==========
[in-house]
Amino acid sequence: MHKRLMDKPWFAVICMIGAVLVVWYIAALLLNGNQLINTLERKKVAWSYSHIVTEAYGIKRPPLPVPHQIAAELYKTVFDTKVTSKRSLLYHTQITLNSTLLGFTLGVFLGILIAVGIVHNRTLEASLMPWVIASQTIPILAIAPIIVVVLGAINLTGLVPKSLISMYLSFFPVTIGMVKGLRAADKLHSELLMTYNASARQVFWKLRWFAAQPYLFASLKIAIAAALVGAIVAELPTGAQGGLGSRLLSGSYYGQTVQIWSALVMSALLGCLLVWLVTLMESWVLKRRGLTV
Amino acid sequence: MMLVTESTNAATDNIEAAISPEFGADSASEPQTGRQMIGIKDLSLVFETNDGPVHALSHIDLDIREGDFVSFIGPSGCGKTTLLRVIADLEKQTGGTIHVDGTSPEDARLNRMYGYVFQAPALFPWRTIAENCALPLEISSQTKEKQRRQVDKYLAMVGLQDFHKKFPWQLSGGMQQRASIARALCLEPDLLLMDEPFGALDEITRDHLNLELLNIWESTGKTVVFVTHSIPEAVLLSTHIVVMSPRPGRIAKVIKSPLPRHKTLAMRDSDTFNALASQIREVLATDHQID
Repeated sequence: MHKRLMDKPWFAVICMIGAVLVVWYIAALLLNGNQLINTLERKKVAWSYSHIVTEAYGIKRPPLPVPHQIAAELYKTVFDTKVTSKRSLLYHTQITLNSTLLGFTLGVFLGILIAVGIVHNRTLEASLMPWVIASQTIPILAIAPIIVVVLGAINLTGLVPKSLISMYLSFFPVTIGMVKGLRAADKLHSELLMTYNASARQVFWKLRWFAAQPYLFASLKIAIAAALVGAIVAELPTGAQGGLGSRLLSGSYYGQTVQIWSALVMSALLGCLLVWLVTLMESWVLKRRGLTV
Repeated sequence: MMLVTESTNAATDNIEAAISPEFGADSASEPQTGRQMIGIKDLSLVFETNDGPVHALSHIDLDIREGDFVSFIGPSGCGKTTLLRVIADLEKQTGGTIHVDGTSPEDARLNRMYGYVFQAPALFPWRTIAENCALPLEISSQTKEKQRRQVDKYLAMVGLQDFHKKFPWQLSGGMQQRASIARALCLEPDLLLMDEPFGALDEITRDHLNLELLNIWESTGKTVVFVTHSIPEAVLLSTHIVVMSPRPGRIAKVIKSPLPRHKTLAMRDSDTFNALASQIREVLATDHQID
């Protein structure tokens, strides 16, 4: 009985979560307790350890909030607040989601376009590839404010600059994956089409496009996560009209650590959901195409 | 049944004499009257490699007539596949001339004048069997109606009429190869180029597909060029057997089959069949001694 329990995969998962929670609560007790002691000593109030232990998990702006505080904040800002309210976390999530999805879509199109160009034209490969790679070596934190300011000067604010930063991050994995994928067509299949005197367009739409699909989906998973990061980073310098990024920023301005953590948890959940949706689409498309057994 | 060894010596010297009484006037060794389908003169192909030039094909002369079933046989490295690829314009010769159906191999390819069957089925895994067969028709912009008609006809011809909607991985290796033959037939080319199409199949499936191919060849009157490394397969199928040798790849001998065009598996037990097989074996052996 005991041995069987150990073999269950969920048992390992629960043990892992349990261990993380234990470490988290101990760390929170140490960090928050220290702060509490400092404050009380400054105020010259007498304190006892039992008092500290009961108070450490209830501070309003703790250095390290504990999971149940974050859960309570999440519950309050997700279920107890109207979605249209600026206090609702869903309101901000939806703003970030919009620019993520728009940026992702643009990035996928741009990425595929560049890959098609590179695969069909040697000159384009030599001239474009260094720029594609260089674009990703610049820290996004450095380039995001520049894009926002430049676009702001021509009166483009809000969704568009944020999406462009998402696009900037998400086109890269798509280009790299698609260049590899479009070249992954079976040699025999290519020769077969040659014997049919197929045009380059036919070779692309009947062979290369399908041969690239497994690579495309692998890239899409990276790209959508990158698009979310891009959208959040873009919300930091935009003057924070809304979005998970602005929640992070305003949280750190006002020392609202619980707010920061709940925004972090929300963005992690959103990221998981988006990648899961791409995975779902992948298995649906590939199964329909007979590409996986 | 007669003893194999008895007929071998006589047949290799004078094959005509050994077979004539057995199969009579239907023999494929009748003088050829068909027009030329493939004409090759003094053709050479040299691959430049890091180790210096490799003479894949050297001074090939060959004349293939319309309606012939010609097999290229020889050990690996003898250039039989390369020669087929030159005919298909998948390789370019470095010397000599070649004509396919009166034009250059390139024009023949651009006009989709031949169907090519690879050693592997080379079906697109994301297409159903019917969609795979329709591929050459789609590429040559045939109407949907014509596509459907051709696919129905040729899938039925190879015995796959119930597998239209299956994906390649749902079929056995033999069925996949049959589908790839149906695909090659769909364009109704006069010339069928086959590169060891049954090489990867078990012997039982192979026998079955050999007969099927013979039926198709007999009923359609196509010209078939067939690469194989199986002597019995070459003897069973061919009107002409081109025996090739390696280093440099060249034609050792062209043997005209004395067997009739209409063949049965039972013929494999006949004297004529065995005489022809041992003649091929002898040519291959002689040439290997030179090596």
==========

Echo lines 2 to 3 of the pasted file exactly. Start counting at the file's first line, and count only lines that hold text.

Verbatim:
Amino acid sequence: MHKRLMDKPWFAVICMIGAVLVVWYIAALLLNGNQLINTLERKKVAWSYSHIVTEAYGIKRPPLPVPHQIAAELYKTVFDTKVTSKRSLLYHTQITLNSTLLGFTLGVFLGILIAVGIVHNRTLEASLMPWVIASQTIPILAIAPIIVVVLGAINLTGLVPKSLISMYLSFFPVTIGMVKGLRAADKLHSELLMTYNASARQVFWKLRWFAAQPYLFASLKIAIAAALVGAIVAELPTGAQGGLGSRLLSGSYYGQTVQIWSALVMSALLGCLLVWLVTLMESWVLKRRGLTV
Amino acid sequence: MMLVTESTNAATDNIEAAISPEFGADSASEPQTGRQMIGIKDLSLVFETNDGPVHALSHIDLDIREGDFVSFIGPSGCGKTTLLRVIADLEKQTGGTIHVDGTSPEDARLNRMYGYVFQAPALFPWRTIAENCALPLEISSQTKEKQRRQVDKYLAMVGLQDFHKKFPWQLSGGMQQRASIARALCLEPDLLLMDEPFGALDEITRDHLNLELLNIWESTGKTVVFVTHSIPEAVLLSTHIVVMSPRPGRIAKVIKSPLPRHKTLAMRDSDTFNALASQIREVLATDHQID